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Apr 30, 2021
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What happens to the eyes of astronauts who stay in orbit for a year

Ophthalmologists are concerned about changes in the eyes of astronauts who remain in orbit for a long time. Spaceflight-related neuroocular syndrome has been known for several years. It develops in astronauts who have been on missions for longer than one month. It is diagnosed by examining the fundus. Signs include swelling of the optic disc (where the optic nerve exits into the retina) and several other symptoms that only specialists can detect. Severe and prolonged edema and other manifestations of this syndrome threaten visual impairment. A study last year found that 70% of the crew developed neuroocular syndrome after a six-month flight.

Earlier, ophthalmologists examined cosmonauts who were in orbit for no more than six months. In a new study, American scientists are interested in the eyes of two people who participated in a research mission for one year. They were American Scott Kelly and Russian Mikhail Kornienko, CNN reports.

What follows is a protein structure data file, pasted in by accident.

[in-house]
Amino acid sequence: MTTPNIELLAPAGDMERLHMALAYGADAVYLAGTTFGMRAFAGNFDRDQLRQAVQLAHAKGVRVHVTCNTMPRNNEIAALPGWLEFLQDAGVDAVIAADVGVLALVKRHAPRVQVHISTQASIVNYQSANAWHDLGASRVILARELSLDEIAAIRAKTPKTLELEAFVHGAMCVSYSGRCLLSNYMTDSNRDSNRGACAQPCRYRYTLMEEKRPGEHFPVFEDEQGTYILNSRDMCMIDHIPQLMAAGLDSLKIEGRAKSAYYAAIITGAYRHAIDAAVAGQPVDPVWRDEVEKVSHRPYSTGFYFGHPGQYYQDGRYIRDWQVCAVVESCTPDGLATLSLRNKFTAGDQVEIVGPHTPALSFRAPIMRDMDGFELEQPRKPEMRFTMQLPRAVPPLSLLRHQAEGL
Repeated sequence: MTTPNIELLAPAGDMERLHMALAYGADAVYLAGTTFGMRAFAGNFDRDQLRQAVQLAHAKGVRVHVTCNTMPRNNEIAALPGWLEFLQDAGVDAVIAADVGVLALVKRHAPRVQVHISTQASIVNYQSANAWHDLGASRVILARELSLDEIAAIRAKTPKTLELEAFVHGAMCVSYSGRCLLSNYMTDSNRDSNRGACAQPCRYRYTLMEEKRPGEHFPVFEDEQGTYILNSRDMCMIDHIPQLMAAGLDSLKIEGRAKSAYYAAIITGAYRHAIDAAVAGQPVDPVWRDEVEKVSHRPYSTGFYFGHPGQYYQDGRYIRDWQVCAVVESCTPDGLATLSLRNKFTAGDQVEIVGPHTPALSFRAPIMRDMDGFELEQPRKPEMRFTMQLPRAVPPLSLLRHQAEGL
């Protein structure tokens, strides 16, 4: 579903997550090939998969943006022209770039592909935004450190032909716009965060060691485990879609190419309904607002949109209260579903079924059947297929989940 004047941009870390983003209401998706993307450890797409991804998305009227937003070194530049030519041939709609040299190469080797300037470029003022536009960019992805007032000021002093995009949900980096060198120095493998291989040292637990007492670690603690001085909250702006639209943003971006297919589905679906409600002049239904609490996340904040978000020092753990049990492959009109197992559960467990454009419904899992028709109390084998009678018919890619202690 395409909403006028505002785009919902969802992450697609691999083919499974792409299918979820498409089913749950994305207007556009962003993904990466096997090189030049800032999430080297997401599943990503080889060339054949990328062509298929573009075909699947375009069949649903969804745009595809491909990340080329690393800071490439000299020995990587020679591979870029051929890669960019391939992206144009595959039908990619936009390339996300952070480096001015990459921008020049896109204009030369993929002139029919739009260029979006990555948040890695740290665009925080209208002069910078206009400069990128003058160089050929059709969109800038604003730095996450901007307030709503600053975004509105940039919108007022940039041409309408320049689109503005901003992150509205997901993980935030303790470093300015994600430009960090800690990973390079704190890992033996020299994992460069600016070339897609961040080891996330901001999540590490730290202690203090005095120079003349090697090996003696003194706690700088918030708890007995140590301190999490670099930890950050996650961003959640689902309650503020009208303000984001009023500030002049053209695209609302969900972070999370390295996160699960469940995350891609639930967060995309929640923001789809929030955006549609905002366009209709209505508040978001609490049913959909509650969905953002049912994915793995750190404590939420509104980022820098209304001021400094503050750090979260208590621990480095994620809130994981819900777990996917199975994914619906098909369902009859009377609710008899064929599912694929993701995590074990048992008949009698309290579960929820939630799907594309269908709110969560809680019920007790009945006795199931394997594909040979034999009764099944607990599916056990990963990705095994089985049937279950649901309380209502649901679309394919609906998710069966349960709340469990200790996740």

“After the cosmonauts began to make long, about six months, flights, we began to detect changes in the eyes of some of them. We haven’t seen anything like this since a two-week flight on the Space Shuttle, ”Brandon R. Macias, director of the Cardiovascular Health and Vision Laboratory at the Johnson Space Center in Houston, told CNN and co-author of the new study.

The scientists compared the data on the health of Kelly and Kornienko’s eyes after the flight with their indicators before departure. In both examined cosmonauts, scientists found structural changes in the eyes. One of them developed mild edema of the optic nerve, the other developed edema and progressive appearance of folds on the retina. Such folds are also potentially dangerous for vision; these changes do not always disappear completely. However, both astronauts did not complain about their eyesight.

Macias noted that longer flights can lead to more serious eye problems. In this case, the structural changes will last longer, so the risks, including irreversible damage to the retina, are increased. Flights lasting more than a year are planned for the foreseeable future, scientists plan to conduct new studies on the health of astronauts’ eyes.


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